In August 2017, the Fair Work Ombudsman (FWO) reported underpayment of minimum-wage rates, casual loadings, overtime rates and penalty rates for weekend and late-night work at Melbourne-based Meatball and Wine Bar totalling $14,149.83.

The underpayments occurred between July 4 and October 2 in 2016, but were corrected in June 2017, the FWO says, before the agency commenced legal action.

In August, the FWO announced it had “secured a $31,320 penalty” against the group. The agency had sought a penalty of between $121,500 and $140,940, but judge Alister McNab ordered that the company instead pay the minimum penalty.

Meatball and Wine Bar was ordered to pay the discounted amount for several reasons. One was that the FWO’s initial media release about its findings on Meatball and Wine was ruled as “adverse publicity”. Judge McNab cited a Victorian case from 2008 that ruled “publicity was adverse when reporting was ‘unfair or incorrect’.” The court heard that Meatball and Wine Bar’s profits had declined by over $200,000 in the quarter immediately following publication of the media release.

The discovery of underpayments at Meatball and Wine Bar was part of a larger investigation that recovered $471,904 in underpaid wages for 616 workers in Melbourne, Sydney and Brisbane. Of the businesses that allegedly breached workplace laws, only one company-specific media release was issued, naming Meatball and Wine Bar, and owner Matteo Bruno. A general media release about the overall investigation and fines incurred also named Meatball and Wine Bar, but did not name any of the other businesses involved.

According to the FWO release, a key factor in taking action against Bruno was his “alleged deliberate disregard for workers’ entitlements, including those of vulnerable young and migrant workers.” (The employees were wait staff and kitchen hands, and all four were in their twenties. Eleven of the 26 held working holiday or student visas.)

“We challenged it … but by that stage they’d already published media releases, my name was all over, it was all negative,” Bruno tells Broadsheet.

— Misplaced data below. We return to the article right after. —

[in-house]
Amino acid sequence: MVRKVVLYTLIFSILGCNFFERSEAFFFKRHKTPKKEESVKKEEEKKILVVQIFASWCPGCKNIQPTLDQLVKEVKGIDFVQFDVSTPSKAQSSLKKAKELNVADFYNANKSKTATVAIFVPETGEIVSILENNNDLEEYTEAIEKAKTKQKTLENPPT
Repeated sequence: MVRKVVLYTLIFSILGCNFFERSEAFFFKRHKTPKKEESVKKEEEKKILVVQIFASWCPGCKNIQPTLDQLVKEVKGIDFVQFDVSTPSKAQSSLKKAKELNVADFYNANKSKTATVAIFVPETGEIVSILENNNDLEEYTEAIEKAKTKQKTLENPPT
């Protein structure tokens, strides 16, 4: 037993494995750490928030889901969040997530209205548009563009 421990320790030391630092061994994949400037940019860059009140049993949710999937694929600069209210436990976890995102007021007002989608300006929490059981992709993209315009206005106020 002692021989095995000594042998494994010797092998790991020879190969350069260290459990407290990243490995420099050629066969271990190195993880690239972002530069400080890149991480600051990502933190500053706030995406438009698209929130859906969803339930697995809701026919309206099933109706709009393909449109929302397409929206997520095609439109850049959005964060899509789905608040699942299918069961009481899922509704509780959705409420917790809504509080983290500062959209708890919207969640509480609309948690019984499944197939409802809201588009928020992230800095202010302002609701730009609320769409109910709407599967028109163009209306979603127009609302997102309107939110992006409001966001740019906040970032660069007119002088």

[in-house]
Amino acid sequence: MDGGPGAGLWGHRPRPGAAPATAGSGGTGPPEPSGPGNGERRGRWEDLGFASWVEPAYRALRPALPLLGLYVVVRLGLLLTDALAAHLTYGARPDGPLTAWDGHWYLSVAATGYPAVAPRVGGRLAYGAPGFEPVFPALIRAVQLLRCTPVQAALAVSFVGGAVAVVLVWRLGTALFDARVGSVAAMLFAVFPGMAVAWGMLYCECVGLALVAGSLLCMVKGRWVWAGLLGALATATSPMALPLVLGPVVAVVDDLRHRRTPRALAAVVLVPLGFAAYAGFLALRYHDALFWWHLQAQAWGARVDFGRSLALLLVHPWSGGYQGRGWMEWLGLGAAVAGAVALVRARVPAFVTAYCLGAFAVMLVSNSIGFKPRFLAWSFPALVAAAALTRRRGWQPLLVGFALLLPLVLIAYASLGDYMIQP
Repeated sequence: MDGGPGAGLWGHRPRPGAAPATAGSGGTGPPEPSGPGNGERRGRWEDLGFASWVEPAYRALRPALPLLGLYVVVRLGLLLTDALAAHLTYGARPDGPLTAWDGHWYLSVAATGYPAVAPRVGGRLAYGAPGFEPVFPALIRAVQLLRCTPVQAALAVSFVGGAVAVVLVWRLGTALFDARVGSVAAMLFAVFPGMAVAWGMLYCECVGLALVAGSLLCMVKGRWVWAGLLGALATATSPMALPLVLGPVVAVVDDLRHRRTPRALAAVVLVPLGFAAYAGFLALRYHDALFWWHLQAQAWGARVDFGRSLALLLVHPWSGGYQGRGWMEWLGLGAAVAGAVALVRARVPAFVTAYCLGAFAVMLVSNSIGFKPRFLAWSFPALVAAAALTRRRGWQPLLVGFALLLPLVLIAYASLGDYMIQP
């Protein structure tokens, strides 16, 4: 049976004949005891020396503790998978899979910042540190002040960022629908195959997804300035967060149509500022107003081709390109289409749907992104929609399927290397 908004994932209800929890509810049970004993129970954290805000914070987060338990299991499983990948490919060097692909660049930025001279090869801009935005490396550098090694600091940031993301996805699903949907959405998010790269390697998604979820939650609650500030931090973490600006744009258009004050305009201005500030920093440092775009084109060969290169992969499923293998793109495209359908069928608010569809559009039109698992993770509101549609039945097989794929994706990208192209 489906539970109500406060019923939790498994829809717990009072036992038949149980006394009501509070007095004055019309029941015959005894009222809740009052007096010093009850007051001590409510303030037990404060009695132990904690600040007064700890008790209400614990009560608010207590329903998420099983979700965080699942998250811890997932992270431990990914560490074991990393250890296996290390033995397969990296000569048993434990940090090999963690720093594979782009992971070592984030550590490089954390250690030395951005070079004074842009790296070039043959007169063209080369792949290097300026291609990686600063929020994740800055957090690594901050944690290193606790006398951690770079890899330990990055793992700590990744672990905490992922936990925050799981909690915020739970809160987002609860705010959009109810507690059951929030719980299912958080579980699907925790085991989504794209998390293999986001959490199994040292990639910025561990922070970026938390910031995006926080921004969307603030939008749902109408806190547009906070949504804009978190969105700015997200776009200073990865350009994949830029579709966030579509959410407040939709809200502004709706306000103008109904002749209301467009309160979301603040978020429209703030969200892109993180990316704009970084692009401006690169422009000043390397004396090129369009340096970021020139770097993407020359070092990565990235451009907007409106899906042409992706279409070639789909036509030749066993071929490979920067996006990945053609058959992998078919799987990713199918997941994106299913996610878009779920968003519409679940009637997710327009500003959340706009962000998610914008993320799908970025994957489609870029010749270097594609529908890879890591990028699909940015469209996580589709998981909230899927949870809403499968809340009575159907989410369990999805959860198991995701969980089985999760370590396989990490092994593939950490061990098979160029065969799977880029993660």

He is now considering legal action against FWO for defamation against him and Meatball and Wine Bar. “The fact that they named me, said all these things that were derogatory, and then retracted them the moment they were contested, that’s not acceptable.”

The judge also accepted the underpayments were not deliberate, the restaurant group had no prior history of similar conduct, and that the amount of missing wages was three per cent of the company’s total for the three-month audit period.

The FWO declined Broadsheet’s invitation to comment on the case except to say it was considering the court’s judgment.

The FWO discovered the pay disparity during an investigation of randomly selected food outlets in three precincts in Australia, including Richmond’s Victoria Street.

The investigation found that Meatball and Wine Bar had misclassified its employees, and had subsequently been paying the wrong award rates to 26 workers across three of its restaurants in Richmond, Collingwood and the CBD.

“[Fair Work] had said we’d misclassified some employees, so what’d happened is we’d paid the award amount, but the wrong classification. The amount the employees were getting paid wasn’t an arbitrary amount … it was the award amount, but [for] a level one instead of a level two, the majority of them,” Bruno says.

Bruno attributes the underpayment to a misunderstanding on the company’s part of the award. “When new employees were brought on it was as a level one, then after a few months pay rates would be adjusted … that was the understanding.”

Under both the Restaurant Industry Award and the Hospitality Industry (General) Award, a level-one waiter is responsible for setting and clearing tables, not service to customers. A level-two waiter can supply, dispense or mix liquor, serve wine and undertake general waiting duties involving food and drinks.

“My restaurants are licensed, [the staff paid as level one] may not serve alcohol, but there may be times when they do, so technically, yes, they should have been level two,” says Bruno.

The highest underpayment during the audit period was $1419.16 for a person working as a waiter and barista at Meatball and Wine Bar’s Flinders Lane venue. Bruno says that employee still works for Meatball and Wine Bar and has worked for the company “since day one”.

Bruno’s group is one of many prominent hospitality businesses that have been in the news for wage underpayment recently. Last year George Calombaris’s Made Establishment group paid workers back after admitting to underpaying 162 employees $2.6 million two years earlier.

In May last year workers accused pâtissier Adriano Zumbo of underpaying staff at some of his pastry stores.

In June, Rockpool Dining Group denied FWO allegations of underpaying staff at eight of its restaurants.